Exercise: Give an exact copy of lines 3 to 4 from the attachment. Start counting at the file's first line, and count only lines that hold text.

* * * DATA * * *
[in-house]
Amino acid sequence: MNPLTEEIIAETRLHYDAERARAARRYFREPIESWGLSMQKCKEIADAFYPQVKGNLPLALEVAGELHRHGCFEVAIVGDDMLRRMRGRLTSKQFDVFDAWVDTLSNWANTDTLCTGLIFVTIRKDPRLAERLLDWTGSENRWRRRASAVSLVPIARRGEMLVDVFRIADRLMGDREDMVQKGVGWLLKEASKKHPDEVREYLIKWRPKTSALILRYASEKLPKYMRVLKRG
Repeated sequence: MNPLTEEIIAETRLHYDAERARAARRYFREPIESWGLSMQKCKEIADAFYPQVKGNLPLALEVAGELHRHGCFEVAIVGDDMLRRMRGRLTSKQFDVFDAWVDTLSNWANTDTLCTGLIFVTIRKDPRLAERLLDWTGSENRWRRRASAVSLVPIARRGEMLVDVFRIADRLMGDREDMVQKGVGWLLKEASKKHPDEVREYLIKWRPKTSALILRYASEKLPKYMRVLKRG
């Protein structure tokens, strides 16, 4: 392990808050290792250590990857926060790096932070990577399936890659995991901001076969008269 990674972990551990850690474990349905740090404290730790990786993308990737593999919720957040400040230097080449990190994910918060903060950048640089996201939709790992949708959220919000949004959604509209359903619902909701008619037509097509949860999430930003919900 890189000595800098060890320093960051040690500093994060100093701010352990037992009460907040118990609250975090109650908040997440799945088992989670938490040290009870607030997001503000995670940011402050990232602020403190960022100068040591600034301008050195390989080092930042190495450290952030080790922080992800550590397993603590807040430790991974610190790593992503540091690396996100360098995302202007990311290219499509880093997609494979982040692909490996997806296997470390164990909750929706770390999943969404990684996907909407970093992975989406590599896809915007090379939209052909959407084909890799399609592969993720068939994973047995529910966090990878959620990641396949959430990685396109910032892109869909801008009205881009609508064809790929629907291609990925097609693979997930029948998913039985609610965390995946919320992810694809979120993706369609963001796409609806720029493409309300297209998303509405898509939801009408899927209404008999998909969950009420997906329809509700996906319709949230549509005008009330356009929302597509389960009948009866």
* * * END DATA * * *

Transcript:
Repeated sequence: MNPLTEEIIAETRLHYDAERARAARRYFREPIESWGLSMQKCKEIADAFYPQVKGNLPLALEVAGELHRHGCFEVAIVGDDMLRRMRGRLTSKQFDVFDAWVDTLSNWANTDTLCTGLIFVTIRKDPRLAERLLDWTGSENRWRRRASAVSLVPIARRGEMLVDVFRIADRLMGDREDMVQKGVGWLLKEASKKHPDEVREYLIKWRPKTSALILRYASEKLPKYMRVLKRG
């Protein structure tokens, strides 16, 4: 392990808050290792250590990857926060790096932070990577399936890659995991901001076969008269 990674972990551990850690474990349905740090404290730790990786993308990737593999919720957040400040230097080449990190994910918060903060950048640089996201939709790992949708959220919000949004959604509209359903619902909701008619037509097509949860999430930003919900 890189000595800098060890320093960051040690500093994060100093701010352990037992009460907040118990609250975090109650908040997440799945088992989670938490040290009870607030997001503000995670940011402050990232602020403190960022100068040591600034301008050195390989080092930042190495450290952030080790922080992800550590397993603590807040430790991974610190790593992503540091690396996100360098995302202007990311290219499509880093997609494979982040692909490996997806296997470390164990909750929706770390999943969404990684996907909407970093992975989406590599896809915007090379939209052909959407084909890799399609592969993720068939994973047995529910966090990878959620990641396949959430990685396109910032892109869909801008009205881009609508064809790929629907291609990925097609693979997930029948998913039985609610965390995946919320992810694809979120993706369609963001796409609806720029493409309300297209998303509405898509939801009408899927209404008999998909969950009420997906329809509700996906319709949230549509005008009330356009929302597509389960009948009866």